this is just a question and I definitely don’t have anything planned out, but are fic commissions, like 1k fics, a thing? I was thinking of building a little nest egg on my ko-fi because I’m kind of a poor college student so maybe if I have time I can just write like a 500-1k word fic for a donation on my ko-fi (they set the minimum as $3), and of course write thank-you ficlets for the people who’ve already contributed to my ko-fi, but then there’s the issue with the work and the characters not being mine because I’d be writing Check, Please fics, and I know people do art commissions but I feel like it’s different with words??? Like if it’s not allowed I definitely won’t do it, I just have no idea what the protocol is. any thoughts?
(#21 off the Super Sappy Prompts list: “I’m better when I’m with you.”)
It’s an experiment based on a hypothesis based on a coincidence. They’re sharing a room on a roadie, and Nursey has been stuck in a dry spell for a week and a half now. The words just haven’t been coming the way he wants them to, and he’s starting to feel dried out, like all the creative juices have been wrung out of him by school stress and lack of sleep. Maybe it’ll never come back. Maybe he’s just done. All washed up by the tender age of twenty.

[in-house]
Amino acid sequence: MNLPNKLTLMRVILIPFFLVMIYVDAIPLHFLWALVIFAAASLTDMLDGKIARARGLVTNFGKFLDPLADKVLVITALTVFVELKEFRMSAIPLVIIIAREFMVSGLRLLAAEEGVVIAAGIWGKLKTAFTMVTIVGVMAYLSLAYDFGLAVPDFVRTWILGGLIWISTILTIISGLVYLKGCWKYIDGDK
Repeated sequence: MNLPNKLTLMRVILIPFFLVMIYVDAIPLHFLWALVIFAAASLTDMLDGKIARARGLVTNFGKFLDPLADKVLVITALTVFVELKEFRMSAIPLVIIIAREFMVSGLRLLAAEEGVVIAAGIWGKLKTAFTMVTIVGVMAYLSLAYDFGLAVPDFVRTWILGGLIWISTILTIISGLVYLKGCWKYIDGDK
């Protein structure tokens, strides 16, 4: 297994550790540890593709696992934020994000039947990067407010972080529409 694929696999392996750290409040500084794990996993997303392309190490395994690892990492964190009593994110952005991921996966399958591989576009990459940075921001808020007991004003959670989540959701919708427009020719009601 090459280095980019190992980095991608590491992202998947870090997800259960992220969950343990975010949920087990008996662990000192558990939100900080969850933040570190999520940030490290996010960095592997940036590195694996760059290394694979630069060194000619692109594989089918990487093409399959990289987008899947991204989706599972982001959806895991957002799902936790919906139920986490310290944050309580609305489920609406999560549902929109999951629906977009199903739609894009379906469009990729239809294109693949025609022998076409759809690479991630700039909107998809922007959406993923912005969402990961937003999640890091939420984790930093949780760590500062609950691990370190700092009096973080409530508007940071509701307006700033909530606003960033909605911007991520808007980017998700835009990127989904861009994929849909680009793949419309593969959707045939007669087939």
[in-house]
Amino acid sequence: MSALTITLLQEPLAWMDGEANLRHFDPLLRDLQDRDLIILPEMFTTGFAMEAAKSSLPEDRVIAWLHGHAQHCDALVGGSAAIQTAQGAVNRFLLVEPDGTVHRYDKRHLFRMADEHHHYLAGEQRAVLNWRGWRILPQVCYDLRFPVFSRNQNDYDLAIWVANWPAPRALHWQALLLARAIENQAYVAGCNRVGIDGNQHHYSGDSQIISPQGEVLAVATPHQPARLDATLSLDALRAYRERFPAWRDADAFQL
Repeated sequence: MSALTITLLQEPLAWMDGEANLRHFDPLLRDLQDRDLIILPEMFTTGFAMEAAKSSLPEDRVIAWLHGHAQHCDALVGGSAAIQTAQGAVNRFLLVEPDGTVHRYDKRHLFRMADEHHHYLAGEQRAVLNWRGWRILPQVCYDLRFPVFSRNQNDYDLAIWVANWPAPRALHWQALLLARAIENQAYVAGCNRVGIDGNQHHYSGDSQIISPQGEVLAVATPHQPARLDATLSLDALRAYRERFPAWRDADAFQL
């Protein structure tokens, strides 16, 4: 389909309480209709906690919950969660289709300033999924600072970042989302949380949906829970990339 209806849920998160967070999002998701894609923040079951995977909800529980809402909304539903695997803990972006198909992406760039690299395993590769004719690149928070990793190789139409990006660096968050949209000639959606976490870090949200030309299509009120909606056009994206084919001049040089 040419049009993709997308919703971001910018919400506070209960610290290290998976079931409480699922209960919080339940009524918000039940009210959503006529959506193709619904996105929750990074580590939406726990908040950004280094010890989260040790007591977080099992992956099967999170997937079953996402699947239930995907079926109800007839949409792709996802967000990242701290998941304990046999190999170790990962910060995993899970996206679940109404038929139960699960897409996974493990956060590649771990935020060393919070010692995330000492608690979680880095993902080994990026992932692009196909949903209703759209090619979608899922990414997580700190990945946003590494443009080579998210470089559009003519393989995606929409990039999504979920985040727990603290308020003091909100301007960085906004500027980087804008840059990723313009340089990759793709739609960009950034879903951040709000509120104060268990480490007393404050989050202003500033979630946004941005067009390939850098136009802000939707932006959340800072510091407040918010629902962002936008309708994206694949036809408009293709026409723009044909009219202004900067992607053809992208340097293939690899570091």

He’s not even trying to write as he watches Dex from across the room, tracking his fidgets and expressions as he sits hunched over his laptop frowning at the screen. It’s been a while since he and Dex have been in the same room for an extended period of time – a fortnight, about. Dex has been on a project, and Nursey started isolating himself about when the drought hit. But it was nice to sit with him on the bus today, and it’s nice to dump his bag near the bed and just relax, hands behind his head, and drink in his presence. It feels like something he’s been missing for far too long.
Nursey’s not sure what it is that makes the words start coming back, but it’s like a cloudburst on a hot day – a few lines, scattered drops against a parched sidewalk, then all at once he’s drowning.
He writes for four hours that night. His poems are full of microchips and anger, all about the gray morality of man against the rigidity of binary code, and by one a.m., when he should really be getting his beauty rest for tomorrow’s game, he’s starting to formulate a theory.
The theory is that maybe being in Dex’s proximity jumpstarts his creativity. In a phrase, Dex inspires him.